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    BlossomV claims worst case complexity O(V^3E). We have V=O(n^2) and E=O(n^3), so overall this is worst case complexity O(n^9)! I think this answer is mainly useful in showing that the problem is not NP-hard - but I feel there must be a more efficient solution to be found. – Peter de Rivaz Apr 25 '17 at 8:10

This sounds similar to the 0-1 Knapsack problem where the maximum is calculated if an item is either placed into the knapsack or is not placed into the knapsack. Here is an example:

def knapsack(numItems, capacity, sizes, values):
  # if no more items left to put in knapsack or knapsack is full
  if (numItems == 0 or capacity == 0):
    return 0

  # if can't fit item into knapsack, try the next item
  if (sizes[numItems-1] > capacity):
    knapsack(numItems-1, capacity, sizes, values)

  # find the max of including or not including item in knapsack
  return max(
    values[values-1] + knapsack(numItems-1,capacity - weights[numitems-1], sizes, values),
    knapsack(numItems-1, capacity, sizes, values))

Here you are seeking the maximum when a node is either connected with another node or not. When a node is connected, the value that results depends on the node's color. The code would look something like:

def ConnectNodes(numItems, capacity, sizes, values, nodeColor):
  # if no more items left to connect or capacity is full
  if (numItems == 0 or capacity == 0):
    return 0

  # if can't fit item into knapsack, try the next item
  if (sizes[numItems-1] > capacity):
    ConnectNodes(numItems-1, capacity, sizes, values, nodeColor)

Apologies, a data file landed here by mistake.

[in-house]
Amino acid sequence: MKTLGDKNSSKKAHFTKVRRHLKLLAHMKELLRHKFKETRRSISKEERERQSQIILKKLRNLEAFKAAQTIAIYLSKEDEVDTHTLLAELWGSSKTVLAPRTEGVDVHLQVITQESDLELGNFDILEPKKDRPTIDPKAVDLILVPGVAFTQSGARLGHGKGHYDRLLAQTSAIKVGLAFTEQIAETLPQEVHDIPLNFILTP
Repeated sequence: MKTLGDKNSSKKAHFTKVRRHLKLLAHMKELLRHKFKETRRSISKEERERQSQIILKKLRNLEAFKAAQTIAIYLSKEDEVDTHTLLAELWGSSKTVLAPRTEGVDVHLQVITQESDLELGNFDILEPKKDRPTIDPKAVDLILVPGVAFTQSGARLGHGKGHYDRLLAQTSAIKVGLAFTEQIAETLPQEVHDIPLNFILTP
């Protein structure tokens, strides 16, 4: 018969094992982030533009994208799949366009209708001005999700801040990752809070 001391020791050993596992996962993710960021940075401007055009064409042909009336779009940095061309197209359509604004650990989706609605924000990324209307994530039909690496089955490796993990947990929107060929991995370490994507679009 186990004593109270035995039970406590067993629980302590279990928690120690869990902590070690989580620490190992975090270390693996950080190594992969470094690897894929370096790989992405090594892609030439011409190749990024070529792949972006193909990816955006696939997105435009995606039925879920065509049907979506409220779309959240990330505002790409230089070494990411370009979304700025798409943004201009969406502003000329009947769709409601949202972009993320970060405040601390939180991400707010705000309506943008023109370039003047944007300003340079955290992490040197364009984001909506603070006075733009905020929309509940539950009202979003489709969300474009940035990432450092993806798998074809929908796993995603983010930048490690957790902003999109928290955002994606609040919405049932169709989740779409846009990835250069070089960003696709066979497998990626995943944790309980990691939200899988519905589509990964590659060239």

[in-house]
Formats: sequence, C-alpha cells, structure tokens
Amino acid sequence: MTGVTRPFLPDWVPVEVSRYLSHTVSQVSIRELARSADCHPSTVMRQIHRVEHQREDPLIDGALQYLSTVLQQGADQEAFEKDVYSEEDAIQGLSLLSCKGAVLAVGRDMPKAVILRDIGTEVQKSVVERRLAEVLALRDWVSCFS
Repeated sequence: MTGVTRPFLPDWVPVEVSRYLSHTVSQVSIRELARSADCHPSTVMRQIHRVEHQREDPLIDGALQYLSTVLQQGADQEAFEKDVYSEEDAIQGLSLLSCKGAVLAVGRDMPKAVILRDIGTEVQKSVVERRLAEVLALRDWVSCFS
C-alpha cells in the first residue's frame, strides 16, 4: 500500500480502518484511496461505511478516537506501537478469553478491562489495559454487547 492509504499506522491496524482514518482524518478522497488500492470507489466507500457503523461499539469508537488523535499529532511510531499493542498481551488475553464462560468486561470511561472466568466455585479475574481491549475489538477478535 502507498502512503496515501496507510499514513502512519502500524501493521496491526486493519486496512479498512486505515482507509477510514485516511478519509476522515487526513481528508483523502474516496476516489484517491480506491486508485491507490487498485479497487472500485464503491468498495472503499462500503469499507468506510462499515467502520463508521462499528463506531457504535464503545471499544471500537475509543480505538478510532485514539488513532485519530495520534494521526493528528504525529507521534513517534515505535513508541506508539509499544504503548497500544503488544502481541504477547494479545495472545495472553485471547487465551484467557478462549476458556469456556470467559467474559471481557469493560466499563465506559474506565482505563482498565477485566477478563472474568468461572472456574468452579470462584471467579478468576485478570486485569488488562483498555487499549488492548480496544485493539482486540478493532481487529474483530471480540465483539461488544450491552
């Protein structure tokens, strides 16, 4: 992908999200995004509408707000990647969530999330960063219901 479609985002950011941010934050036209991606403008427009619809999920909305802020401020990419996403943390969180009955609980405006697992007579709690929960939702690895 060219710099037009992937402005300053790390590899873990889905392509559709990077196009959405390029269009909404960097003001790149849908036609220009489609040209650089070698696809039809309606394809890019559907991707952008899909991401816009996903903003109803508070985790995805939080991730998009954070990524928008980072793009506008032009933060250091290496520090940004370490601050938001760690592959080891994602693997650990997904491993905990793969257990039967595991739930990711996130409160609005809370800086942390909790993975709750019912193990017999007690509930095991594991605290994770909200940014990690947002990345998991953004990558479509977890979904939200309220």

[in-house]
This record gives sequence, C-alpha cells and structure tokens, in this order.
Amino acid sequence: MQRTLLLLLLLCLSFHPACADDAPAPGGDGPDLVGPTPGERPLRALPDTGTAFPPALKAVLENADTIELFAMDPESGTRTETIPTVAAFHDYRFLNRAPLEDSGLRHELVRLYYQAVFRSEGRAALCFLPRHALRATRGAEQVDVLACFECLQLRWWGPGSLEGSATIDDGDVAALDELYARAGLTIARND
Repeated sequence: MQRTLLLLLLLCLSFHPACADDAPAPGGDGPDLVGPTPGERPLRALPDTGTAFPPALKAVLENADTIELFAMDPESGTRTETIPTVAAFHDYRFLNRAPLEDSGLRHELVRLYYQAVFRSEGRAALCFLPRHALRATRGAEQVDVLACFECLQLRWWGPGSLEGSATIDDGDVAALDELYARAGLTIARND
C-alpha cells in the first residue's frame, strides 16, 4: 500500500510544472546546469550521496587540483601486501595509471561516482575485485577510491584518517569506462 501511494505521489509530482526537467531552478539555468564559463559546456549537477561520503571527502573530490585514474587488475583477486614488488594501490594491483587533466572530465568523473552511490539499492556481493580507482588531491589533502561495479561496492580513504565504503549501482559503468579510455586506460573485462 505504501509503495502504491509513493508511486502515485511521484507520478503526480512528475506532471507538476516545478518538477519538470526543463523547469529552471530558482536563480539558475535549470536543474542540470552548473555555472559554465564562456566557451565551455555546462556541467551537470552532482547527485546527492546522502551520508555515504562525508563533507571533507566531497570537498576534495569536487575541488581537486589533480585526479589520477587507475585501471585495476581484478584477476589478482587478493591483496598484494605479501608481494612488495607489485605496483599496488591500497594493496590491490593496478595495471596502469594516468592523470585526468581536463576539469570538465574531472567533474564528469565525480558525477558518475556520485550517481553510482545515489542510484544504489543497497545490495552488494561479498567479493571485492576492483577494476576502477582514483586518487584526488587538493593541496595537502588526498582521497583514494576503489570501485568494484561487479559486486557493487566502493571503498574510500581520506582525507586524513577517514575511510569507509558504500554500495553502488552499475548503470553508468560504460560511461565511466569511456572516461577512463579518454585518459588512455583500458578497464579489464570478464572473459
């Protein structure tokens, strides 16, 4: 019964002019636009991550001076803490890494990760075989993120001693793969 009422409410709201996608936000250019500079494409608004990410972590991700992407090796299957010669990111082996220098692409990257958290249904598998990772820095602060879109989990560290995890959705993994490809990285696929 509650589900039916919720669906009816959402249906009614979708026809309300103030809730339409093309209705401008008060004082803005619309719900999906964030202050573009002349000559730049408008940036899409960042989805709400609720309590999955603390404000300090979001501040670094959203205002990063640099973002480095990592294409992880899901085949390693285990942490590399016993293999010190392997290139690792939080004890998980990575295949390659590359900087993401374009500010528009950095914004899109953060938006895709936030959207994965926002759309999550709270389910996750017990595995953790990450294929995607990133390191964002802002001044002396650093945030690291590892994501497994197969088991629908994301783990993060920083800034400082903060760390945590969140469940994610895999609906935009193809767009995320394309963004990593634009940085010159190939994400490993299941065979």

# find the max of connecting or not connecting node
  return max(
    RulesForProfit(numItems-1, nodeColor) + ConnectNodes(numItems-1,capacity - weights[numitems-1], sizes, values, nodeColor),
    ConnectNodes(numItems-1, capacity, sizes, values, nodeColor))

Here is linear programming formulation for this problem: assign a variable for each color pair present in "profit" table (up to c*(c+1)/2 variables needed, where c is the number of colors), use c constraints determined by "4 edges per node" limitation and one constraint for each variable to limit the number of possible edges (except when there are at least 4 nodes for each of edge's color or 5 nodes for single-color edges), and maximize the sum of variable*profit terms.

LP solver might find all-integer variables for this problem (if we are lucky). Or there may be solutions with fractional variables, see counterexample below.

When we get an LP solution (where each variable represents number of edges for some color combination), we should actually add edges to the graph. Use some strategy to avoid loops and duplicate edges (like "choose least connected node" from nodes of same color).

Counterexample: 5 red, 4 green, several blue nodes, profit 100 for red-green edges, 10 for red-red, 1 for red-blue. LP solution gives 20 red-green edges (correct), 2.5 red-red edges (should be 2), and zero red-blue edges (should be 1).

Fix: Integer linear programming is a correct approach to this problem. For up to 50 colors we'll need up to 1275 variables. This should be relatively simple task for a decent ILP solver.


Did you think maybe about greedy approach ? For all colors and corresponding colorA->colorB values, if for each colored edge you will do